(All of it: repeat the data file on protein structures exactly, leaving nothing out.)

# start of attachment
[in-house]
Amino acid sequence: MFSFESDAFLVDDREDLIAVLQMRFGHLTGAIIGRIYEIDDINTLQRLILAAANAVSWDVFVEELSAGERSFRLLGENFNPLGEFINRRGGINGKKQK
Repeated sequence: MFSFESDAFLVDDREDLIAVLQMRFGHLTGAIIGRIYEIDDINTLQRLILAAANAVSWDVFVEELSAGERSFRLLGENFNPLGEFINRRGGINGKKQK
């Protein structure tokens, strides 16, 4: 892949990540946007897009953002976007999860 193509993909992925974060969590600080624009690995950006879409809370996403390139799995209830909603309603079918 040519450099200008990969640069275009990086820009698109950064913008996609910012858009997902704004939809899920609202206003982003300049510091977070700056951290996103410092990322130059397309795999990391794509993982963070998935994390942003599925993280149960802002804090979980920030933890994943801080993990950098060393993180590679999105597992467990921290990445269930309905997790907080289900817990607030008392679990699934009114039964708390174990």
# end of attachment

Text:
[in-house]
Amino acid sequence: MFSFESDAFLVDDREDLIAVLQMRFGHLTGAIIGRIYEIDDINTLQRLILAAANAVSWDVFVEELSAGERSFRLLGENFNPLGEFINRRGGINGKKQK
Repeated sequence: MFSFESDAFLVDDREDLIAVLQMRFGHLTGAIIGRIYEIDDINTLQRLILAAANAVSWDVFVEELSAGERSFRLLGENFNPLGEFINRRGGINGKKQK
């Protein structure tokens, strides 16, 4: 892949990540946007897009953002976007999860 193509993909992925974060969590600080624009690995950006879409809370996403390139799995209830909603309603079918 040519450099200008990969640069275009990086820009698109950064913008996609910012858009997902704004939809899920609202206003982003300049510091977070700056951290996103410092990322130059397309795999990391794509993982963070998935994390942003599925993280149960802002804090979980920030933890994943801080993990950098060393993180590679999105597992467990921290990445269930309905997790907080289900817990607030008392679990699934009114039964708390174990």